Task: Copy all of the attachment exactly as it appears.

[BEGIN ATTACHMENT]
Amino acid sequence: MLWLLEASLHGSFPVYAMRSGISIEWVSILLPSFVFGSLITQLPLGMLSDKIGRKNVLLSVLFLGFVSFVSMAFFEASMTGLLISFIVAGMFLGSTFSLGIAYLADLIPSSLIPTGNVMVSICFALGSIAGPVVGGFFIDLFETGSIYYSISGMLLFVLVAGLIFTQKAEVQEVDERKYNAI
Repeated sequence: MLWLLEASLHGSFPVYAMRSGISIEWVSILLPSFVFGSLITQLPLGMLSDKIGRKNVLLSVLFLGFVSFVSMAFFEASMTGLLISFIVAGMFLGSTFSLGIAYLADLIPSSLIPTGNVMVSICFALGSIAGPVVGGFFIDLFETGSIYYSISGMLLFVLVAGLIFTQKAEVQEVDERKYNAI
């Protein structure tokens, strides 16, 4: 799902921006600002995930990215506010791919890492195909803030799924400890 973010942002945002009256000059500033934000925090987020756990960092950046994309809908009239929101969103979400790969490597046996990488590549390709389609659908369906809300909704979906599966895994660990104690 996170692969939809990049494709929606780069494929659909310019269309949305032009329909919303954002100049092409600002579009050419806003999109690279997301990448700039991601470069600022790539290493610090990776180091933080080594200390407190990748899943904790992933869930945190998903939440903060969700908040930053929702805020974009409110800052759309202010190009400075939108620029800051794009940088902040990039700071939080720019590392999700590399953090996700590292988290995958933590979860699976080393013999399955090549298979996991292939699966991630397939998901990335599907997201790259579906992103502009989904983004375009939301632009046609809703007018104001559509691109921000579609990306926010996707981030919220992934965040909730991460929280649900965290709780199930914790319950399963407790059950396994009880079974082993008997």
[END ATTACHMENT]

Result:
Amino acid sequence: MLWLLEASLHGSFPVYAMRSGISIEWVSILLPSFVFGSLITQLPLGMLSDKIGRKNVLLSVLFLGFVSFVSMAFFEASMTGLLISFIVAGMFLGSTFSLGIAYLADLIPSSLIPTGNVMVSICFALGSIAGPVVGGFFIDLFETGSIYYSISGMLLFVLVAGLIFTQKAEVQEVDERKYNAI
Repeated sequence: MLWLLEASLHGSFPVYAMRSGISIEWVSILLPSFVFGSLITQLPLGMLSDKIGRKNVLLSVLFLGFVSFVSMAFFEASMTGLLISFIVAGMFLGSTFSLGIAYLADLIPSSLIPTGNVMVSICFALGSIAGPVVGGFFIDLFETGSIYYSISGMLLFVLVAGLIFTQKAEVQEVDERKYNAI
């Protein structure tokens, strides 16, 4: 799902921006600002995930990215506010791919890492195909803030799924400890 973010942002945002009256000059500033934000925090987020756990960092950046994309809908009239929101969103979400790969490597046996990488590549390709389609659908369906809300909704979906599966895994660990104690 996170692969939809990049494709929606780069494929659909310019269309949305032009329909919303954002100049092409600002579009050419806003999109690279997301990448700039991601470069600022790539290493610090990776180091933080080594200390407190990748899943904790992933869930945190998903939440903060969700908040930053929702805020974009409110800052759309202010190009400075939108620029800051794009940088902040990039700071939080720019590392999700590399953090996700590292988290995958933590979860699976080393013999399955090549298979996991292939699966991630397939998901990335599907997201790259579906992103502009989904983004375009939301632009046609809703007018104001559509691109921000579609990306926010996707981030919220992934965040909730991460929280649900965290709780199930914790319950399963407790059950396994009880079974082993008997």